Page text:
The US authorities approve a legislative package that envisages investments
Hardware

The US authorities approve a legislative package that envisages investments of 52 billion US dollars in local semiconductor production

It’s likely that popular products like gaming consoles and graphics cards will be a lot easier and cheaper to buy for the foreseeable future, at least in the US. The United States Congress eventually approved a bill that would inject $52 billion into the local semiconductor industry.

    Image source: Vishnu Mohanan/unsplash.com

Image source: Vishnu Mohanan/unsplash.com

Passed by a majority in the House of Representatives, the CHIPS and Science Act calls for total spending of $280 billion, of which $52 billion will be spent on subsidies for chipmakers, which is intended to attract companies to build semiconductor fabs in the United States. It has already been approved by the US Senate.

The COVID-19 pandemic has had a significant impact on many industries, but especially on companies that use many microchips for different purposes in production. Demand for electronics like laptops, tablets, and gaming consoles skyrocketed as people spent so much time at home. At the same time, supply disruptions to semiconductors set in, resulting in a shortage of many commodities on the market that many manufacturers are only now beginning to deal with effectively.

The crisis has inspired American lawmakers to launch an initiative that will create conditions for building semiconductor factories in the United States, employing American workers and, of course, prioritizing the delivery of products to the local market. If manufacturers have preferred doing business in Asia over the last few decades, then the CHIPS and Science Act should encourage them to change course.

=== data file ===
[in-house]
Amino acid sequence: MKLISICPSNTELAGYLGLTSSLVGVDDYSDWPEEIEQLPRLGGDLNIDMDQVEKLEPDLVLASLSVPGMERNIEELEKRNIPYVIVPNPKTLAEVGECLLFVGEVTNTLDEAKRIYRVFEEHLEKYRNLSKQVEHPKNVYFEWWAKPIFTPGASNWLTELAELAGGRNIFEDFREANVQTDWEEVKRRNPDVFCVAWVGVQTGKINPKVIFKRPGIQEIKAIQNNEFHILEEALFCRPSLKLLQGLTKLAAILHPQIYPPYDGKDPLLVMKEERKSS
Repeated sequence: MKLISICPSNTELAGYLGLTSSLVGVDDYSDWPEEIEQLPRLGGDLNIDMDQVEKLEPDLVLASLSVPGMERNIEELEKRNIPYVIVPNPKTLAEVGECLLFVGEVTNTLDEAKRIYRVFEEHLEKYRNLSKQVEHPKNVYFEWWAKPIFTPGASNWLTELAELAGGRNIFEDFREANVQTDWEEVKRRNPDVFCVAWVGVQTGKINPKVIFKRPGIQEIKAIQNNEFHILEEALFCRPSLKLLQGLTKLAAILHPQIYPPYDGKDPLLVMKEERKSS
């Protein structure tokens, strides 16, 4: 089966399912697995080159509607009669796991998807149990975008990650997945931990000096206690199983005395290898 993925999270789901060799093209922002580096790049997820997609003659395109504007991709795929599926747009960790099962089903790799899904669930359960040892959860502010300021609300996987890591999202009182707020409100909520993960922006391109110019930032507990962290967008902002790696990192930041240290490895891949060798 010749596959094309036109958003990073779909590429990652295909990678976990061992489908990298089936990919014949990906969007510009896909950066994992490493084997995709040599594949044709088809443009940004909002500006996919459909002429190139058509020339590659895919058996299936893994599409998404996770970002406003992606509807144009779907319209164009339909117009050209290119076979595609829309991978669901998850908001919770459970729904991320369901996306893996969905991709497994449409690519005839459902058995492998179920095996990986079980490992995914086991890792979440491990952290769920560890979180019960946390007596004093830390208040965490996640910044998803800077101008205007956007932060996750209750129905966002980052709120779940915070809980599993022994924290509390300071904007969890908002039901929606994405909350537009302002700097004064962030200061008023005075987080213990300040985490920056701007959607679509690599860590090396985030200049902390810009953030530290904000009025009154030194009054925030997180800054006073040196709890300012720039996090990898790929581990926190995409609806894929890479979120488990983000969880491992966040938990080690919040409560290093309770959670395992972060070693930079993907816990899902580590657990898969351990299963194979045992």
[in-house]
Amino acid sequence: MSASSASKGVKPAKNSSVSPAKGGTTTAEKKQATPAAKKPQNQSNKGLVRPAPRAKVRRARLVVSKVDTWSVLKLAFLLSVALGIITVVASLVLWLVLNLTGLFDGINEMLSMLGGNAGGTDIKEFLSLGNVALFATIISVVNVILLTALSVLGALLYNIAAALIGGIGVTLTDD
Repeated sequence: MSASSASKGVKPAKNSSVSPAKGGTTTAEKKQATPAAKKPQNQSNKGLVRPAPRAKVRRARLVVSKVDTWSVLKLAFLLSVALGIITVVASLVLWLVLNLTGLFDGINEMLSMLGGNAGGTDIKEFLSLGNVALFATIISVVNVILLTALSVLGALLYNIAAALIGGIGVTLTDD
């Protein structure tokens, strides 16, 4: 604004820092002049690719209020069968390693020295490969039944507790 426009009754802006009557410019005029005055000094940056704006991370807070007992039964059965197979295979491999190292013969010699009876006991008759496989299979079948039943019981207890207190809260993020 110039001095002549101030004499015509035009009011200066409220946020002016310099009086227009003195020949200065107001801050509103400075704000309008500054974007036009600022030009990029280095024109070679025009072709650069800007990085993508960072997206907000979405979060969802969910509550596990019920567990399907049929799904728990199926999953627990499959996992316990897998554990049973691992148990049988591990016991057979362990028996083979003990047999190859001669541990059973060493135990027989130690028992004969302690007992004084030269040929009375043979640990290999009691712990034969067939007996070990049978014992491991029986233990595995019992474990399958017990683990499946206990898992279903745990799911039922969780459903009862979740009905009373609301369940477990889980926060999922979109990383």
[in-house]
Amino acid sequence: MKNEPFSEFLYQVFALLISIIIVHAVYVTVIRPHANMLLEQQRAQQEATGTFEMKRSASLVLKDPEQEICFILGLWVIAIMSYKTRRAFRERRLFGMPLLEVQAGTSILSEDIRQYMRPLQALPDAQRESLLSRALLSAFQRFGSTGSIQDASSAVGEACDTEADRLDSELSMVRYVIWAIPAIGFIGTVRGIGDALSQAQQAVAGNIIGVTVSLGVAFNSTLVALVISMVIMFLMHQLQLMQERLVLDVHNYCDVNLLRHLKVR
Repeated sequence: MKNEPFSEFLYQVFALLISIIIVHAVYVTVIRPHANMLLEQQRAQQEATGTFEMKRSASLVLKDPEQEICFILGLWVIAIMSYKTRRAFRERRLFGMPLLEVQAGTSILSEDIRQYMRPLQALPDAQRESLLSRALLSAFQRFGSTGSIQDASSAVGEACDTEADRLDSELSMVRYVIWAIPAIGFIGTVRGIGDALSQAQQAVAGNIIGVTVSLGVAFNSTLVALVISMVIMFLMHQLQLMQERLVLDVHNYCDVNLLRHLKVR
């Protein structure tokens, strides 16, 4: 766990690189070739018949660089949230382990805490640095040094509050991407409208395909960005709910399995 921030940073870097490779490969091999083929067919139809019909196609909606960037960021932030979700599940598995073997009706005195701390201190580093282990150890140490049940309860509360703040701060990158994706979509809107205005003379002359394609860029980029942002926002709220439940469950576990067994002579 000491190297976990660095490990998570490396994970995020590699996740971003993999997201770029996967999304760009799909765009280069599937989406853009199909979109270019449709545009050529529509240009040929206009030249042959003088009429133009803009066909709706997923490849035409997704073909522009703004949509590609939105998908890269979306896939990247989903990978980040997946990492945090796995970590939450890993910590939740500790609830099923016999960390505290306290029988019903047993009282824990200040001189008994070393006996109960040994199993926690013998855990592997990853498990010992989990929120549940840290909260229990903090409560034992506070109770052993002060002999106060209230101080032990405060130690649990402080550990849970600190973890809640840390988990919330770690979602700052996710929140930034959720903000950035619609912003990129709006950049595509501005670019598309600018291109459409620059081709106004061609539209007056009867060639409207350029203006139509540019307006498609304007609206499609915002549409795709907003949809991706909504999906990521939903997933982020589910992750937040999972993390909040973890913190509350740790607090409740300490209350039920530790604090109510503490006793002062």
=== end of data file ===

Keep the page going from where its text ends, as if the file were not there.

Image source: LN/unsplash.com

Image source: LN/unsplash.com

The CHIPS and Science Act is the final version of the bill, which has undergone many textual and semantic changes since the concept was first published in 2019. The first version was called the Endless Frontier Act, but last summer the local Senate approved an updated version – the US Innovation and Competition Act, after which a number of changes were also made.

As a result, local congressmen drafted a less ambitious CHIPS and Science Act – some ambitions had to be abandoned, but it provides billions in support for industry.

In addition to subsidies for chip manufacturing, the law will allow the Department of Commerce to award $10 billion in grants to states and localities affected by industrial globalization. Billions more are allocated to the US National Science Foundation for research into semiconductor manufacturing and the implementation of human resource development programs.

The bill has not yet been signed into law by US President Joe Biden, but there is no doubt that he approves – he has repeatedly advocated for the CHIPS Act and related initiatives and pushed lawmakers to implement this project.

About the author

Dylan Harris

Dylan Harris is fascinated by tests and reviews of computer hardware.

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